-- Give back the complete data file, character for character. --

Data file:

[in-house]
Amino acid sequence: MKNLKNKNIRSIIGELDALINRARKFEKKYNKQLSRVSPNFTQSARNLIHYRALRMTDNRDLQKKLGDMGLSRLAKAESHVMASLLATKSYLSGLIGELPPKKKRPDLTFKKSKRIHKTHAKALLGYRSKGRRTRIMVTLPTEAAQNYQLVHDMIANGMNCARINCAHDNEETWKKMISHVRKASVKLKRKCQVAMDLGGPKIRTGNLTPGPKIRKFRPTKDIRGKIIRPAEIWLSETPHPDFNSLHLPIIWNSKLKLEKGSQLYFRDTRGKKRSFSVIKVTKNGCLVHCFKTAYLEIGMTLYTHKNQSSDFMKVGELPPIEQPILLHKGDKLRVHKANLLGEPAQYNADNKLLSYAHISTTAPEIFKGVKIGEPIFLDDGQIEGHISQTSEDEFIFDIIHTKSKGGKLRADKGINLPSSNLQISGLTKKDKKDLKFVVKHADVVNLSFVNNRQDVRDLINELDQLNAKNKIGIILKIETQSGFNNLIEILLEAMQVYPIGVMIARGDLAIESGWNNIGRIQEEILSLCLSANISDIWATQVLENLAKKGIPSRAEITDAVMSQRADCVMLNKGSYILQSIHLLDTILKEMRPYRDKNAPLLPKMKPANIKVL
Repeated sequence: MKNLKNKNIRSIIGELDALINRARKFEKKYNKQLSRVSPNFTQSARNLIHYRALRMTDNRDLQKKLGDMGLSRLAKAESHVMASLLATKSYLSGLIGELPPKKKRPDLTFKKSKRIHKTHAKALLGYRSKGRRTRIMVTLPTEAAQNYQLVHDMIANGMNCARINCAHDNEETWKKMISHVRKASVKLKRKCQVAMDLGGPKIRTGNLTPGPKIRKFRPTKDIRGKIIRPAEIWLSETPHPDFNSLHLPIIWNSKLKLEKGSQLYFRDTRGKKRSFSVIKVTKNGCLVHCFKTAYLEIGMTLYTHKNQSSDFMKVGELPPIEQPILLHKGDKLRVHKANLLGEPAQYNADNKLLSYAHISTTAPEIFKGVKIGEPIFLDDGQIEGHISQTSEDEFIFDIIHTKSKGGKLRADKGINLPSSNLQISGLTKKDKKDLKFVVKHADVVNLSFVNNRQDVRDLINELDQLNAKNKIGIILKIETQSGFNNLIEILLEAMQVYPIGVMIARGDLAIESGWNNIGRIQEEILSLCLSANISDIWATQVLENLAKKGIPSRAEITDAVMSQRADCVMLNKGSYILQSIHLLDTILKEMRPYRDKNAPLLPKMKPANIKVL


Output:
[in-house]
Amino acid sequence: MKNLKNKNIRSIIGELDALINRARKFEKKYNKQLSRVSPNFTQSARNLIHYRALRMTDNRDLQKKLGDMGLSRLAKAESHVMASLLATKSYLSGLIGELPPKKKRPDLTFKKSKRIHKTHAKALLGYRSKGRRTRIMVTLPTEAAQNYQLVHDMIANGMNCARINCAHDNEETWKKMISHVRKASVKLKRKCQVAMDLGGPKIRTGNLTPGPKIRKFRPTKDIRGKIIRPAEIWLSETPHPDFNSLHLPIIWNSKLKLEKGSQLYFRDTRGKKRSFSVIKVTKNGCLVHCFKTAYLEIGMTLYTHKNQSSDFMKVGELPPIEQPILLHKGDKLRVHKANLLGEPAQYNADNKLLSYAHISTTAPEIFKGVKIGEPIFLDDGQIEGHISQTSEDEFIFDIIHTKSKGGKLRADKGINLPSSNLQISGLTKKDKKDLKFVVKHADVVNLSFVNNRQDVRDLINELDQLNAKNKIGIILKIETQSGFNNLIEILLEAMQVYPIGVMIARGDLAIESGWNNIGRIQEEILSLCLSANISDIWATQVLENLAKKGIPSRAEITDAVMSQRADCVMLNKGSYILQSIHLLDTILKEMRPYRDKNAPLLPKMKPANIKVL
Repeated sequence: MKNLKNKNIRSIIGELDALINRARKFEKKYNKQLSRVSPNFTQSARNLIHYRALRMTDNRDLQKKLGDMGLSRLAKAESHVMASLLATKSYLSGLIGELPPKKKRPDLTFKKSKRIHKTHAKALLGYRSKGRRTRIMVTLPTEAAQNYQLVHDMIANGMNCARINCAHDNEETWKKMISHVRKASVKLKRKCQVAMDLGGPKIRTGNLTPGPKIRKFRPTKDIRGKIIRPAEIWLSETPHPDFNSLHLPIIWNSKLKLEKGSQLYFRDTRGKKRSFSVIKVTKNGCLVHCFKTAYLEIGMTLYTHKNQSSDFMKVGELPPIEQPILLHKGDKLRVHKANLLGEPAQYNADNKLLSYAHISTTAPEIFKGVKIGEPIFLDDGQIEGHISQTSEDEFIFDIIHTKSKGGKLRADKGINLPSSNLQISGLTKKDKKDLKFVVKHADVVNLSFVNNRQDVRDLINELDQLNAKNKIGIILKIETQSGFNNLIEILLEAMQVYPIGVMIARGDLAIESGWNNIGRIQEEILSLCLSANISDIWATQVLENLAKKGIPSRAEITDAVMSQRADCVMLNKGSYILQSIHLLDTILKEMRPYRDKNAPLLPKMKPANIKVL